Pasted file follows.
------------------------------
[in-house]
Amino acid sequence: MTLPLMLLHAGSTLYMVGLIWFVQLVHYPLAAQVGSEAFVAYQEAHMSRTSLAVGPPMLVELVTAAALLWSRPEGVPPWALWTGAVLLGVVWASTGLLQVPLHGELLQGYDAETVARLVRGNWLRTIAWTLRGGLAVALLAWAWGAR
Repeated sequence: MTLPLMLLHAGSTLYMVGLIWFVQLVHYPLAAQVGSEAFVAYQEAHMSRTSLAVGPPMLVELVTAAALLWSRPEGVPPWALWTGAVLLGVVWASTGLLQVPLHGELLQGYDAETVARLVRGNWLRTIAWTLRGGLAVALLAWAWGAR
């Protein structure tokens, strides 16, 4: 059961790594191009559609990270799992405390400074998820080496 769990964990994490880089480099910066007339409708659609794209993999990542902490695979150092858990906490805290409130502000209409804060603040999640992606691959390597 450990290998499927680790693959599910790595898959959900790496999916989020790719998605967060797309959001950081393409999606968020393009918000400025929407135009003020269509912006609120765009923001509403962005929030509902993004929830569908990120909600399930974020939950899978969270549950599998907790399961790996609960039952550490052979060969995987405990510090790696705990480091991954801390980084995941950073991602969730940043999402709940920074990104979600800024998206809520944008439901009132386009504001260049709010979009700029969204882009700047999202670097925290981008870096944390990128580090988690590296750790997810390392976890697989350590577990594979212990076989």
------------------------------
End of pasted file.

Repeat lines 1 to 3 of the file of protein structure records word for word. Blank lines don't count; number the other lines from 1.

[in-house]
Amino acid sequence: MTLPLMLLHAGSTLYMVGLIWFVQLVHYPLAAQVGSEAFVAYQEAHMSRTSLAVGPPMLVELVTAAALLWSRPEGVPPWALWTGAVLLGVVWASTGLLQVPLHGELLQGYDAETVARLVRGNWLRTIAWTLRGGLAVALLAWAWGAR
Repeated sequence: MTLPLMLLHAGSTLYMVGLIWFVQLVHYPLAAQVGSEAFVAYQEAHMSRTSLAVGPPMLVELVTAAALLWSRPEGVPPWALWTGAVLLGVVWASTGLLQVPLHGELLQGYDAETVARLVRGNWLRTIAWTLRGGLAVALLAWAWGAR